Monthly Archives: June 2015

To cloud or not to cloud that is the question

midlands-it_cloud_computingFor those that have been bombarded by the marketing people and still don’t have a clue what they are on about, Cloud Computing is basically being provided with services such as E-mail, CRM systems, SharePoint and File Storage, Instant Messaging, Virtual PC’s or even online backup storage without having to buy the hardware…you just share someone else’s.  This means that for the good providers you get a small chunk of some really good hardware with first rate support, for others…well you should be able to guess.  It’s the old adage of you get what you pay for!

The concept of Cloud computing is about as old as the internet, if you’ve ever had a home broadband connection, or used dial up with your modem to access your emails in Outlook Express, then you’ll be familiar with downloading your emails which are stored in your own little mailbox out on the internet.  That’s essentially where it started, but with the improvement in internet connectivity speed, and the greatly reducing price to provide high speed access, then there are a lot of companies jumping on the bandwagon by setting up with a couple of servers in a cheap Data Centre and calling it Cloud Computing.

However there are some real big players out there in the market, Microsoft for example have their Office365 offering which is a ridiculously cost effective means for any small business to start off. Buy a domain name, link it to Office365 and pay £2.50 a month for 50GB of email storage.  Increase that to £9.40 a month and you get Office Small Business on up to 5 devices, 50GB mailbox, Online Conferencing, Instant Messaging, 1TB of online storage per user, 10GB SharePoint for collaboration and a few other bits. That means to setup a small business, you could buy a cheap £300 laptop, buy a £6.50 domain name and be up and running with the latest version of Office and Exchange for £9.40 a month.

Extend this to 5 staff members and your annual costs (excluding internet connectivity and hardware) are a mere £564.00.  To buy Office Home and Business 2013 for 5 staff would be £950.00 alone without email provision and all the rest of the products that come with the Office 365 Small Business Premium subscription

Compare that to the cost of a server with SBS 2011 which needs a lot of RAM and some IT support to put it in (I don’t care if Microsoft think it’s the easiest server to install, as trust me, as soon as you want something that doesn’t require Next Next Next, such as allowing someone to send as a distribution list, or adding an SSL certificate that doesn’t use remote” in the web-address, the world stops being simple)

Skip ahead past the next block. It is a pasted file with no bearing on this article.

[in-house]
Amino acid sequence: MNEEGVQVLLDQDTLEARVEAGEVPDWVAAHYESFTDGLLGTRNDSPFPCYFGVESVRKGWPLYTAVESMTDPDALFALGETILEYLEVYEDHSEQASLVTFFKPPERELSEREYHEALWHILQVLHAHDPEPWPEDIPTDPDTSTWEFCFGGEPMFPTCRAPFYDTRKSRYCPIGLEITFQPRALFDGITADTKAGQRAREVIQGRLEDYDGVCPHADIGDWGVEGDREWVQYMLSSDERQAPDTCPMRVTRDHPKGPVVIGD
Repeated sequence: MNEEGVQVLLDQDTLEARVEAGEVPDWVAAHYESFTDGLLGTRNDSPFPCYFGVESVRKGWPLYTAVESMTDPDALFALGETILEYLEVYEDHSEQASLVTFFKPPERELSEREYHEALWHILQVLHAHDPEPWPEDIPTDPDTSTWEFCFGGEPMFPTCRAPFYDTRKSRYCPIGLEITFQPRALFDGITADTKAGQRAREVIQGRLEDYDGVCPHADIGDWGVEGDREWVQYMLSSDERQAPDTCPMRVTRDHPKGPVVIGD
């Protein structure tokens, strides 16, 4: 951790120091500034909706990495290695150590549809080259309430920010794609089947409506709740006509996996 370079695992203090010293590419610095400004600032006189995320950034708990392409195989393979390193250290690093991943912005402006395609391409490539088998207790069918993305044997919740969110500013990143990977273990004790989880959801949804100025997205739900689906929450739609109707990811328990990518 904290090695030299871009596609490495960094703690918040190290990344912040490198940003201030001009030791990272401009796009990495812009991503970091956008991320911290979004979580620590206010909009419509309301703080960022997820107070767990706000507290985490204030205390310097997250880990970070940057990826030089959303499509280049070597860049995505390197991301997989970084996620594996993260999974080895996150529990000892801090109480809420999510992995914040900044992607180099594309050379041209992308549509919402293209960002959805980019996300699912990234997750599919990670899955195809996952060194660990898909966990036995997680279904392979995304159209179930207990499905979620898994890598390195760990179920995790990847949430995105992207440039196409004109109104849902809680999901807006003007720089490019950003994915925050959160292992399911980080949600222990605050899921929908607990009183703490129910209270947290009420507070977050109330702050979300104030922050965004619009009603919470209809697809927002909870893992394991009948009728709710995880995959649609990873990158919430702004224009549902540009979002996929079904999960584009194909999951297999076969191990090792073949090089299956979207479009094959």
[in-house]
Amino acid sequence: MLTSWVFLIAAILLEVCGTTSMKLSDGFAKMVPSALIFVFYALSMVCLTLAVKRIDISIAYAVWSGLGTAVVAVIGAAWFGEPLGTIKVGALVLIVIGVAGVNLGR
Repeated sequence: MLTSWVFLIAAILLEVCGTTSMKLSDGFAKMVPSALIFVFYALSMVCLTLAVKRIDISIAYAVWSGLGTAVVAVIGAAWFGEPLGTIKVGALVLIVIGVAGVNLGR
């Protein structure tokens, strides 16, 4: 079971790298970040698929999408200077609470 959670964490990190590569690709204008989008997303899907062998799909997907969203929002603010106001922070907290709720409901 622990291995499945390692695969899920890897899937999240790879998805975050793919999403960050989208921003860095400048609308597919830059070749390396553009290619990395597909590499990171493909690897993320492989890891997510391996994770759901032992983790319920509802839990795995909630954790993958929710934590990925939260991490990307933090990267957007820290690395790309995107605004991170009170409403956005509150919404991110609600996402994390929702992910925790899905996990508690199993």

Your server is going to set you back the best part of £5000 with someone coming in and installing it and setting it up as you require.  Then you need the office licenses which will be about £950 for 5 users, then you need the anti-spam / server anti-virus for another £150 and some backup hardware which will be about another £250 to ensure an offsite copy.  Add some IT support hours if there is a problem which will be about £1000 per annum and a small business has got a lot of work to do just to try and pay for their upfront costs.

That gives you the setup cost for 5 users for the first year of £7350 plus their hardware and the domain name….that’s a HUGE difference.

Don’t need 5 members of staff, just reduce the licensing, want to add more staff, just increase the licensing.  See it’s flexible too. You only pay for what you use.  That’s the joy of Cloud computing.

So to cloud or not to cloud, that is the question.

If you already have hardware and licensing, then it makes no sense to make wholesale changes unless you’re experiencing problems.  It seems a bit silly to throw away hundreds if not thousands of pounds of licensing and hardware just because you’re not part of the in-crowd that are using internet based services already. If you want an off-premises solution for core services such as email,  which not only provides a robust solution for issues such as powercuts or loss of internet connectivity to your server, then look at Exchange Online. We have a number of clients using it rather than an on-premises solution which they are licensed for, because they can access email anywhere on any device and aren’t reliant on a single point of failure.